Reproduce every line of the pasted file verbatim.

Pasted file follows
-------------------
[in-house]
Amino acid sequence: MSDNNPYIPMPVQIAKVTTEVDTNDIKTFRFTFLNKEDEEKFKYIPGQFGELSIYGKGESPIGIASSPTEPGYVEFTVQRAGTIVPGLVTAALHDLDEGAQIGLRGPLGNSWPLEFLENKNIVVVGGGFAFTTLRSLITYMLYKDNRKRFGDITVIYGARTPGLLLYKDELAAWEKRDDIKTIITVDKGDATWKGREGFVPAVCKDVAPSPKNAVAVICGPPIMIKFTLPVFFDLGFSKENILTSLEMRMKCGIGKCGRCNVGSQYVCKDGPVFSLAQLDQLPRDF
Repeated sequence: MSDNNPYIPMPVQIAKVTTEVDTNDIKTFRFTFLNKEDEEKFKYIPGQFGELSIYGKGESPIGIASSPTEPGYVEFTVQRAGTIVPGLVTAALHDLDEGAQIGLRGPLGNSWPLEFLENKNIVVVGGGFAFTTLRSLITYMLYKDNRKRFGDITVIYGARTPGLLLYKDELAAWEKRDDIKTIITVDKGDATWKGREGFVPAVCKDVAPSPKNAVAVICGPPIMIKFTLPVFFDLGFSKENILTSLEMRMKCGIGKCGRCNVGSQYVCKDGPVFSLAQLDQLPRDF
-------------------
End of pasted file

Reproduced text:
[in-house]
Amino acid sequence: MSDNNPYIPMPVQIAKVTTEVDTNDIKTFRFTFLNKEDEEKFKYIPGQFGELSIYGKGESPIGIASSPTEPGYVEFTVQRAGTIVPGLVTAALHDLDEGAQIGLRGPLGNSWPLEFLENKNIVVVGGGFAFTTLRSLITYMLYKDNRKRFGDITVIYGARTPGLLLYKDELAAWEKRDDIKTIITVDKGDATWKGREGFVPAVCKDVAPSPKNAVAVICGPPIMIKFTLPVFFDLGFSKENILTSLEMRMKCGIGKCGRCNVGSQYVCKDGPVFSLAQLDQLPRDF
Repeated sequence: MSDNNPYIPMPVQIAKVTTEVDTNDIKTFRFTFLNKEDEEKFKYIPGQFGELSIYGKGESPIGIASSPTEPGYVEFTVQRAGTIVPGLVTAALHDLDEGAQIGLRGPLGNSWPLEFLENKNIVVVGGGFAFTTLRSLITYMLYKDNRKRFGDITVIYGARTPGLLLYKDELAAWEKRDDIKTIITVDKGDATWKGREGFVPAVCKDVAPSPKNAVAVICGPPIMIKFTLPVFFDLGFSKENILTSLEMRMKCGIGKCGRCNVGSQYVCKDGPVFSLAQLDQLPRDF